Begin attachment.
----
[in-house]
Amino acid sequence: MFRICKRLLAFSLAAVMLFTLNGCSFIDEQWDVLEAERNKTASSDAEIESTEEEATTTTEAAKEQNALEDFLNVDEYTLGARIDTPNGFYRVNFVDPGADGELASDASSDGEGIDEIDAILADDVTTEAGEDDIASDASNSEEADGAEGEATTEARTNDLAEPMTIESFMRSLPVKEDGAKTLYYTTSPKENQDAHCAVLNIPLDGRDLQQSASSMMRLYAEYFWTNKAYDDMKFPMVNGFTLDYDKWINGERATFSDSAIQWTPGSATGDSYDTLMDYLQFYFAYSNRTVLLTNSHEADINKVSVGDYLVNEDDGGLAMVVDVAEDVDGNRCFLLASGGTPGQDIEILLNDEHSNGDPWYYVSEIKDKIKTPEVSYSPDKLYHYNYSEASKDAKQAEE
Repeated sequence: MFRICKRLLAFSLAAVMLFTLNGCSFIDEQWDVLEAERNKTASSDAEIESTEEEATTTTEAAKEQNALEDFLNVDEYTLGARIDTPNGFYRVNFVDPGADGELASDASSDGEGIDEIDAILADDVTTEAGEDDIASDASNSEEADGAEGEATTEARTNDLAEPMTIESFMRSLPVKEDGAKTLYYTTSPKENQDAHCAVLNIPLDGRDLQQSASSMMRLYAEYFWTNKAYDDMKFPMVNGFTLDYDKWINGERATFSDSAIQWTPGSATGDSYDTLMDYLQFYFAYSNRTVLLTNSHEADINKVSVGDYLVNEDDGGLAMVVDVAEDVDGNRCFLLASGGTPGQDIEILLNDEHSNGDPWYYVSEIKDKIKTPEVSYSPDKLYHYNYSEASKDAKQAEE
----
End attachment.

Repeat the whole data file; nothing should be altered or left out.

[in-house]
Amino acid sequence: MFRICKRLLAFSLAAVMLFTLNGCSFIDEQWDVLEAERNKTASSDAEIESTEEEATTTTEAAKEQNALEDFLNVDEYTLGARIDTPNGFYRVNFVDPGADGELASDASSDGEGIDEIDAILADDVTTEAGEDDIASDASNSEEADGAEGEATTEARTNDLAEPMTIESFMRSLPVKEDGAKTLYYTTSPKENQDAHCAVLNIPLDGRDLQQSASSMMRLYAEYFWTNKAYDDMKFPMVNGFTLDYDKWINGERATFSDSAIQWTPGSATGDSYDTLMDYLQFYFAYSNRTVLLTNSHEADINKVSVGDYLVNEDDGGLAMVVDVAEDVDGNRCFLLASGGTPGQDIEILLNDEHSNGDPWYYVSEIKDKIKTPEVSYSPDKLYHYNYSEASKDAKQAEE
Repeated sequence: MFRICKRLLAFSLAAVMLFTLNGCSFIDEQWDVLEAERNKTASSDAEIESTEEEATTTTEAAKEQNALEDFLNVDEYTLGARIDTPNGFYRVNFVDPGADGELASDASSDGEGIDEIDAILADDVTTEAGEDDIASDASNSEEADGAEGEATTEARTNDLAEPMTIESFMRSLPVKEDGAKTLYYTTSPKENQDAHCAVLNIPLDGRDLQQSASSMMRLYAEYFWTNKAYDDMKFPMVNGFTLDYDKWINGERATFSDSAIQWTPGSATGDSYDTLMDYLQFYFAYSNRTVLLTNSHEADINKVSVGDYLVNEDDGGLAMVVDVAEDVDGNRCFLLASGGTPGQDIEILLNDEHSNGDPWYYVSEIKDKIKTPEVSYSPDKLYHYNYSEASKDAKQAEE